Jakarta (ANTARA) - The Ministry of Health has emphasized that antimicrobial resistance (AMR) poses a threat to global health because it can negatively affect the quality of health services.

"The health threat, which is called a silent pandemic or antimicrobial resistance, is the ability of microorganisms to survive against antimicrobials so that the effectiveness of treatment declines, infectious diseases become harder to cure," a representative of the director of pharmaceutical management and services at the ministry, Hidayati Masud, said at a media gathering with World Health Organization (WHO) and Food and Agriculture Organization (FAO) representatives here on Wednesday.

The quality of health services could decline and cause morbidity to increase and medical costs to rise, she noted.

AMR can increase the potential for the emergence of infectious diseases due to resistance. It is feared that surgery may no longer be carried out, and the number of deaths due to tetanus or childbirth may increase.

This is what makes AMR one of the top 10 global health threats that need to be watched out for.

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Even though at first, antimicrobials were used as the primary treatment in the management of infectious diseases, currently, the discovery of microorganisms is declining.

"It is feared that there will be a condition like the era before antibiotics were discovered, where many infectious diseases emerged," she pointed out.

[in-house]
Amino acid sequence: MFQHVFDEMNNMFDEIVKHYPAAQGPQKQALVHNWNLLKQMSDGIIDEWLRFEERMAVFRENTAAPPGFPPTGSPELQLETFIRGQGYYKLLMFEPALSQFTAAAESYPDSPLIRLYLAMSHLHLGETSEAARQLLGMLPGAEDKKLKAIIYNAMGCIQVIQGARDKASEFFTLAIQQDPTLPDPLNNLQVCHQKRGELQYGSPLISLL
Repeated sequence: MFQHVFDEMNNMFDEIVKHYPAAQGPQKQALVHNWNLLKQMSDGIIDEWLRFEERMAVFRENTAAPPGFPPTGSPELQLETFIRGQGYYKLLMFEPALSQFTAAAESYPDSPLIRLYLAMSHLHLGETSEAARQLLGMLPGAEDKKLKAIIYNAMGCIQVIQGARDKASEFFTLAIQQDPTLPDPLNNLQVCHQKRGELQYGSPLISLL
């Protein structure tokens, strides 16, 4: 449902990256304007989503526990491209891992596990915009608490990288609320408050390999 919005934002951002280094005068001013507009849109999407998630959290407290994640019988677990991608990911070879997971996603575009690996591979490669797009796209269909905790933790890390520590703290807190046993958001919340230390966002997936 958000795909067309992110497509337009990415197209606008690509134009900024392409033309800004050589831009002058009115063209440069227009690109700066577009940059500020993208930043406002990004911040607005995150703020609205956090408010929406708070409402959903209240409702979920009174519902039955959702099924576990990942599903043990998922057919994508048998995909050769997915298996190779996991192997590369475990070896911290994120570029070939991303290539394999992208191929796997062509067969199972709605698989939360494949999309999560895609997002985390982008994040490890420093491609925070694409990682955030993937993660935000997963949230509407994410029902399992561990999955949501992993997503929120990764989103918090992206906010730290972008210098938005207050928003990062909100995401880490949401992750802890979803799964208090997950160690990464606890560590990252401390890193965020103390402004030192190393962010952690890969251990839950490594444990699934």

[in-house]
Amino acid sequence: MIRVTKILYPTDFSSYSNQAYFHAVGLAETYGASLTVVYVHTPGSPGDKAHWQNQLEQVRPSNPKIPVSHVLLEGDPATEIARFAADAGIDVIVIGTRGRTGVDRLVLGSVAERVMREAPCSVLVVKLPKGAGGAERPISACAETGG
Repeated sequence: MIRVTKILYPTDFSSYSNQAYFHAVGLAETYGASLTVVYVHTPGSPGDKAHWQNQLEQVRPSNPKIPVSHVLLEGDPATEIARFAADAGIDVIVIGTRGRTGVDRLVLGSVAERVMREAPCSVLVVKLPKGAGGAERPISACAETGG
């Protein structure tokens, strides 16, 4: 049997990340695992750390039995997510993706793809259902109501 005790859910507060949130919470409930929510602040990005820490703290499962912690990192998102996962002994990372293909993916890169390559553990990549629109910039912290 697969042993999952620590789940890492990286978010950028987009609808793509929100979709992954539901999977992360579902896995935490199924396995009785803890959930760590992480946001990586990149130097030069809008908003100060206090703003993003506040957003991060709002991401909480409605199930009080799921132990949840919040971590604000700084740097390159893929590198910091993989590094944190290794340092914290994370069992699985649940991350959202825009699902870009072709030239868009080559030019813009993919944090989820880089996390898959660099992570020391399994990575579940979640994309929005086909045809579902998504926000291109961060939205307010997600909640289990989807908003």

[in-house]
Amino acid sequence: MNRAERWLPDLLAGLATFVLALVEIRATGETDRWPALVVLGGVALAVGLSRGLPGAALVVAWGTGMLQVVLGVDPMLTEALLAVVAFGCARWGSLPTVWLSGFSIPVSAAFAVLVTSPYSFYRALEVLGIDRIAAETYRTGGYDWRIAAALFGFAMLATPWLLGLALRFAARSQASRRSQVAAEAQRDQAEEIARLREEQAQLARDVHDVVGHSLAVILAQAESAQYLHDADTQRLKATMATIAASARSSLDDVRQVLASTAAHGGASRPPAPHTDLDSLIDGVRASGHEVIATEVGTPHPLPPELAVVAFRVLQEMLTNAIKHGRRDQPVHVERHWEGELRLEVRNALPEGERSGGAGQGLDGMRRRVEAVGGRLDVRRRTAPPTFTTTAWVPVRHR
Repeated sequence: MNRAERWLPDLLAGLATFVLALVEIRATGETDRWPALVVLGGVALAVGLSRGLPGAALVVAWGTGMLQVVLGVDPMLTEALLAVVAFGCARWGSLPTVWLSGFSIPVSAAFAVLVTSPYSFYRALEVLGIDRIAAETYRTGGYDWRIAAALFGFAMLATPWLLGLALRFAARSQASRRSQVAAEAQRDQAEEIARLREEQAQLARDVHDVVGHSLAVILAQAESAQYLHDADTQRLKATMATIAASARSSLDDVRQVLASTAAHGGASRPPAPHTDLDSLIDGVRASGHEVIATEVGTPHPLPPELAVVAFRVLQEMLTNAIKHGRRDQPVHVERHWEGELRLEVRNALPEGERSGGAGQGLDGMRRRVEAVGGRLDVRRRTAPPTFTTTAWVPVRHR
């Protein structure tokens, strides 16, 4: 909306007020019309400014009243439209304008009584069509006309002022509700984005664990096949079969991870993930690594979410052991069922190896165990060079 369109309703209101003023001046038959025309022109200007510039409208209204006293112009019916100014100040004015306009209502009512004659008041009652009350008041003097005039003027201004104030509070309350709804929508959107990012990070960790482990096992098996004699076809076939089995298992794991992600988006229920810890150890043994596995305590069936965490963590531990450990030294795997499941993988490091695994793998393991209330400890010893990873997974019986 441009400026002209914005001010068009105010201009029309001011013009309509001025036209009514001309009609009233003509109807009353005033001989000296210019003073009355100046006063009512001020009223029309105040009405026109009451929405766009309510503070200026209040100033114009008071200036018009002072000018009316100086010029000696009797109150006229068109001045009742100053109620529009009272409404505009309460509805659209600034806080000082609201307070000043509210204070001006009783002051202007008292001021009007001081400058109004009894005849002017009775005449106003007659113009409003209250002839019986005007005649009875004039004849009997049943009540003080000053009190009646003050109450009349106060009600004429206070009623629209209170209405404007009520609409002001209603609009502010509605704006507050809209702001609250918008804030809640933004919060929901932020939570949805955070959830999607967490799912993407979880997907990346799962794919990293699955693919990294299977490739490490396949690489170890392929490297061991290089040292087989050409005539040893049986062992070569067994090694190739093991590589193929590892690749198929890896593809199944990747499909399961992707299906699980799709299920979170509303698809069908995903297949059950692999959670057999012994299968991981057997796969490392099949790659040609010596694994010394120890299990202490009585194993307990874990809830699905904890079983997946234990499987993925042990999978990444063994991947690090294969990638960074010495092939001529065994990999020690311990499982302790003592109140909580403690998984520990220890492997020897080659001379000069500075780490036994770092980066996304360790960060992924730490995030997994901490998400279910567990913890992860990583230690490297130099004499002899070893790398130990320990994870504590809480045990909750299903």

She emphasized that AMR can hinder the achievement of the sustainable development goals (SGDs), including burdening state finances in National Health Insurance (JKN).

"The number of deaths due to AMR that continues to grow must become our concern. The incidence of antimicrobial resistance is closely related to the widespread and inappropriate use of antimicrobials in the community," she underlined.

She also expressed concern over the lack of knowledge and information about the use of antimicrobials, especially antibiotics, which could cause AMR to spread across the world.

One of the Indonesian government's efforts to improve the handling of AMR has been the formulation of a national action plan to control antimicrobial resistance for 2020–2024, which has been outlined in the Decree of the Coordinating Ministry for Human Development and Culture Number 7 of 2021.

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Translator: Hreeloita Dharma, Raka Adji
Editor: Suharto
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